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Regulator starts probe into losses in oil futures

China’s banking and insurance regulator has started a formal investigation into Bank of China Ltd’s recent loss on a crude oil futures trading product, the Beijing-based Financial News said on Wednesday.

The China Banking and Insurance Regulatory Commission has been paying close attention to the case and asked Bank of China to negotiate with clients on an equal footing and solve the problem according to laws and regulations, an official of the commission told Financial News.

The bank said it has signed settlement agreements with more than 80 percent of the clients facing losses from the product. The State-owned commercial lender is also comprehensively reviewing its product design, business strategy and risk control.

Banking and insurance institutions should further improve their risk management capacity and enhance the level of financial services. At the same time, financial services consumers must invest rationally and further increase the risk awareness, the official said.

Bank of China said on April 22 that its main investors will settle trades for its crude oil futures trading product, which is linked to foreign crude oil futures contracts, at-$37.63 per barrel after the price of US crude oil futures collapsed on April 20 with the US benchmark West Texas Intermediate for May delivery falling below zero for the first time ever and settling at-$37.63 a barrel..

The bank said on May 5 it has proposed solutions in response to clients’ demands and its branches are engaged in sincere settlement negotiations with clients on the basis of equality and voluntary consensus.

The investigation shows that the State Council has paid great attention to systemic financial risks, as black swan events in the financial sector may bring huge shocks to the stability of the financial system, said Hu Bin, deputy director-general of the Institute of Finance and Banking at the Chinese Academy of Social Sciences.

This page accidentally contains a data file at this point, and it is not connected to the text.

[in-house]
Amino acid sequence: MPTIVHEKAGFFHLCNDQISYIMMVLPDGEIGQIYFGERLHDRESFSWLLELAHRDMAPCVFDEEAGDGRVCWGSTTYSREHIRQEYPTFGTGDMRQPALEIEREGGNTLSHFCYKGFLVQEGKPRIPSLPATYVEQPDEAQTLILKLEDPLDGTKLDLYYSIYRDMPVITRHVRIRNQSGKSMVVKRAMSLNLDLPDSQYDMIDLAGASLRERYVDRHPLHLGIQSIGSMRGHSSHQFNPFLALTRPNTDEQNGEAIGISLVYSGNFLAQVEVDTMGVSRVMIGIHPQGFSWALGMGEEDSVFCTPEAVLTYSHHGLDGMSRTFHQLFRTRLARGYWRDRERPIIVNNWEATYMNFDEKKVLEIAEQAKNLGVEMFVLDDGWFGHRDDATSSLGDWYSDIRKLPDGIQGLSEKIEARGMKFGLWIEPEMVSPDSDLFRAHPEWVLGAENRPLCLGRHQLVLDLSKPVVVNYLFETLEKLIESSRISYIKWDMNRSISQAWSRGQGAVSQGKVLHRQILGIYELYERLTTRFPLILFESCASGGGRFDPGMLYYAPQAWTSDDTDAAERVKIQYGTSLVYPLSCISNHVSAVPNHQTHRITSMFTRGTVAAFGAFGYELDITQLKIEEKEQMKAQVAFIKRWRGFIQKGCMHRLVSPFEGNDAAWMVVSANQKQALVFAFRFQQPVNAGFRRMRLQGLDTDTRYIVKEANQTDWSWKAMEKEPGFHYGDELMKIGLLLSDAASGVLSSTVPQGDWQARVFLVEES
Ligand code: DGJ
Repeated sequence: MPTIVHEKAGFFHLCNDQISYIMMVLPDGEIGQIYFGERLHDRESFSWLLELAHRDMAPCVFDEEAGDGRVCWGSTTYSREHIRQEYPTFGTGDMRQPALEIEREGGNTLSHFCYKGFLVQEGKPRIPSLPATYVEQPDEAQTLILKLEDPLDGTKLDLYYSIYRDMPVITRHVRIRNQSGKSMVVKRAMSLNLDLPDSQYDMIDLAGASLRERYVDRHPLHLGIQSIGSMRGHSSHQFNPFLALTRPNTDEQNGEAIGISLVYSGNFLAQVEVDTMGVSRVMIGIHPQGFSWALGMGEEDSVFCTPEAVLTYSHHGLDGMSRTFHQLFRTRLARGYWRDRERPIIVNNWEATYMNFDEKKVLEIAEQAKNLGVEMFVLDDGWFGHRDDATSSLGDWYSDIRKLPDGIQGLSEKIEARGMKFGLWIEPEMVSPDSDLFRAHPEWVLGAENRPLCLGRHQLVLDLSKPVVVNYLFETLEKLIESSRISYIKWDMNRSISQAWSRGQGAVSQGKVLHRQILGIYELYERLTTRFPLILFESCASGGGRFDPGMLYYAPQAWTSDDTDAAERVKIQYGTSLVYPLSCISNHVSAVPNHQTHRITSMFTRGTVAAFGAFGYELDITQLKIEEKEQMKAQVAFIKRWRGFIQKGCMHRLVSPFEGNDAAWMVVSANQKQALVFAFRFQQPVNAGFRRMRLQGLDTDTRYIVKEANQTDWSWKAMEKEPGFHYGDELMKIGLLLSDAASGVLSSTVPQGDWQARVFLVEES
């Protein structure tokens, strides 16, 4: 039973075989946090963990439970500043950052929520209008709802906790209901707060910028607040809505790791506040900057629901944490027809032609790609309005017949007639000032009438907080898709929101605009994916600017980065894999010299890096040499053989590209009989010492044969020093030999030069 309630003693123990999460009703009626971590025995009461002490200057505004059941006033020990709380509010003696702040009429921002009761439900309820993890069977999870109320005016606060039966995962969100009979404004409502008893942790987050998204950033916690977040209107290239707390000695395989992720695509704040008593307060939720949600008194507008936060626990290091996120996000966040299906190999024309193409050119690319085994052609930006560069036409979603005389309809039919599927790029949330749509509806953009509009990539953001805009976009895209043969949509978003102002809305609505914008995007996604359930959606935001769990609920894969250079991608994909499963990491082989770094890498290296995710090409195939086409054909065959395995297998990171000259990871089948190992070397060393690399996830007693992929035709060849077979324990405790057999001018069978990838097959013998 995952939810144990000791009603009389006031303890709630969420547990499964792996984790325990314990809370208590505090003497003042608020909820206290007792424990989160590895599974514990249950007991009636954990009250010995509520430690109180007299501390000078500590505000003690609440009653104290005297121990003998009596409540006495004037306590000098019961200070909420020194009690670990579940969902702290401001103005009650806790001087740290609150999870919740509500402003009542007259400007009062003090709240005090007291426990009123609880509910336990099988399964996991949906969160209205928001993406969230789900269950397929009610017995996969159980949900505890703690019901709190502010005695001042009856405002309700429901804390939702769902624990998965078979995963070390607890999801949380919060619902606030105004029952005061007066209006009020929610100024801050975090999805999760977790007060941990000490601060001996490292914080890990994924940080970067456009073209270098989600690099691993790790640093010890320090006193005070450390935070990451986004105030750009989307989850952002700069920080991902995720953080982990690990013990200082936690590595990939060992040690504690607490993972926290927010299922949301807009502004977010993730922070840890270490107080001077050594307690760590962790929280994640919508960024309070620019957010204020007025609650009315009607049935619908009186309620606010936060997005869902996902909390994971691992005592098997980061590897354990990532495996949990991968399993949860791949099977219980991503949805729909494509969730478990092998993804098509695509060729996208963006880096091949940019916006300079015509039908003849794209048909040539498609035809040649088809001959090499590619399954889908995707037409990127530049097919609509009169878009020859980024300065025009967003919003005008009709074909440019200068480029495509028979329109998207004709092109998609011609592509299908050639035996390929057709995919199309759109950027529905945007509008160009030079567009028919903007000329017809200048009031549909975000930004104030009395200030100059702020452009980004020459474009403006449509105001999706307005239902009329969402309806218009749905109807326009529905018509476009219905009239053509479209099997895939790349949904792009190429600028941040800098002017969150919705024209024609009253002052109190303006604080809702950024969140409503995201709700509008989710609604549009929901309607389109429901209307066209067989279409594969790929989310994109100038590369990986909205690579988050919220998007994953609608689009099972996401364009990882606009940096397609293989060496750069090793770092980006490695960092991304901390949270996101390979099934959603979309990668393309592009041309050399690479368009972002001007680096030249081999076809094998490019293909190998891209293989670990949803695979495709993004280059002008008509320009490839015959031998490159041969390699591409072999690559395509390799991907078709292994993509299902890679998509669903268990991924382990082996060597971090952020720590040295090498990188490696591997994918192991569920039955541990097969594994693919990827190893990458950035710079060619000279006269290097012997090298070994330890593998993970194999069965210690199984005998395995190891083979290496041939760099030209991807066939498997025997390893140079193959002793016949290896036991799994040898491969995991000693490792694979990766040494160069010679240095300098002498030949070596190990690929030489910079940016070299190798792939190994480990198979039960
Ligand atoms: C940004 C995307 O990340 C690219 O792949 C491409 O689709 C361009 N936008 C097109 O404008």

“Financial institutions should step up self-examination and internal control management. In particular, they should make contingency plans for extreme events that may occur,” Hu said.

“Regulatory authorities should further strengthen supervision in terms of the filing and approval of similar products, as well as inspection and post-operational oversight of such products, to prevent similar incidents from occurring. It is also important to strengthen regulatory integration and coordination among financial regulators, as most of the financial products are now cross-sectoral,” he said.

Zeng Gang, deputy director-general of the National Institution for Finance and Development, said that financial institutions should take extreme cases into consideration when designing new products and performing pressure tests, as financial risks may amplify dramatically in the short term amid the novel coronavirus outbreak.

“Once extreme cases occur, financial institutions should conduct risk inspections on existing products thoroughly and react to the results of assessment in a timely manner,” Zeng said.

Besides, clients should have complete knowledge of the products they bought, objectively assess their risk management capability and risk appetite, and develop a rational investment philosophy, he said.

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